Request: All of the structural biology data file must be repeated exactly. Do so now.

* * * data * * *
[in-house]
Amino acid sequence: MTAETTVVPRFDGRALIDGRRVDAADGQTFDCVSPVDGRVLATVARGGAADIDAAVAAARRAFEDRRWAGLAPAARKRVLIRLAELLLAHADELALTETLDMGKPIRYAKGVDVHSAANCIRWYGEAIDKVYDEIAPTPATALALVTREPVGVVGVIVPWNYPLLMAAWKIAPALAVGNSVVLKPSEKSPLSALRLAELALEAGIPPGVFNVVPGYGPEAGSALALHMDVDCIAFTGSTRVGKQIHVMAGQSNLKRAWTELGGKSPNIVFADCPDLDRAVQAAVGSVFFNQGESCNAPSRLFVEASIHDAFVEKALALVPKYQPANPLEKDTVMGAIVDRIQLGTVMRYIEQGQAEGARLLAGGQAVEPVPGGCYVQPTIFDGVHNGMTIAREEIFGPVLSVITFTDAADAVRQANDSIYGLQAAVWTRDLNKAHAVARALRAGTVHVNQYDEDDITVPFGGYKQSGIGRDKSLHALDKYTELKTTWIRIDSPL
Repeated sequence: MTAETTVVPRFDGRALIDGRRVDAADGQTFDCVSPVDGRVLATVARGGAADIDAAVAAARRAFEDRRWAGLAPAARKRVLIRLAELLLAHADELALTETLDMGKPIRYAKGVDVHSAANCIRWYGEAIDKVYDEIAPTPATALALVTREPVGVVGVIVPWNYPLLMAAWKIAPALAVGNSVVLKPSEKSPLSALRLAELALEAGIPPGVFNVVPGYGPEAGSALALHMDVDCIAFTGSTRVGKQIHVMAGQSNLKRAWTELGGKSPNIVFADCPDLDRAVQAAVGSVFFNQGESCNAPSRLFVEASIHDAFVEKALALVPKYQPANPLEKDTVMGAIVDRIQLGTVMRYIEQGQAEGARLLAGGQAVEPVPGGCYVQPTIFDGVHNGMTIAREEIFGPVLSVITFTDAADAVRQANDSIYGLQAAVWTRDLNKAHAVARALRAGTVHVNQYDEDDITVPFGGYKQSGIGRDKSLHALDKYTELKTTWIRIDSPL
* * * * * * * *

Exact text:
[in-house]
Amino acid sequence: MTAETTVVPRFDGRALIDGRRVDAADGQTFDCVSPVDGRVLATVARGGAADIDAAVAAARRAFEDRRWAGLAPAARKRVLIRLAELLLAHADELALTETLDMGKPIRYAKGVDVHSAANCIRWYGEAIDKVYDEIAPTPATALALVTREPVGVVGVIVPWNYPLLMAAWKIAPALAVGNSVVLKPSEKSPLSALRLAELALEAGIPPGVFNVVPGYGPEAGSALALHMDVDCIAFTGSTRVGKQIHVMAGQSNLKRAWTELGGKSPNIVFADCPDLDRAVQAAVGSVFFNQGESCNAPSRLFVEASIHDAFVEKALALVPKYQPANPLEKDTVMGAIVDRIQLGTVMRYIEQGQAEGARLLAGGQAVEPVPGGCYVQPTIFDGVHNGMTIAREEIFGPVLSVITFTDAADAVRQANDSIYGLQAAVWTRDLNKAHAVARALRAGTVHVNQYDEDDITVPFGGYKQSGIGRDKSLHALDKYTELKTTWIRIDSPL
Repeated sequence: MTAETTVVPRFDGRALIDGRRVDAADGQTFDCVSPVDGRVLATVARGGAADIDAAVAAARRAFEDRRWAGLAPAARKRVLIRLAELLLAHADELALTETLDMGKPIRYAKGVDVHSAANCIRWYGEAIDKVYDEIAPTPATALALVTREPVGVVGVIVPWNYPLLMAAWKIAPALAVGNSVVLKPSEKSPLSALRLAELALEAGIPPGVFNVVPGYGPEAGSALALHMDVDCIAFTGSTRVGKQIHVMAGQSNLKRAWTELGGKSPNIVFADCPDLDRAVQAAVGSVFFNQGESCNAPSRLFVEASIHDAFVEKALALVPKYQPANPLEKDTVMGAIVDRIQLGTVMRYIEQGQAEGARLLAGGQAVEPVPGGCYVQPTIFDGVHNGMTIAREEIFGPVLSVITFTDAADAVRQANDSIYGLQAAVWTRDLNKAHAVARALRAGTVHVNQYDEDDITVPFGGYKQSGIGRDKSLHALDKYTELKTTWIRIDSPL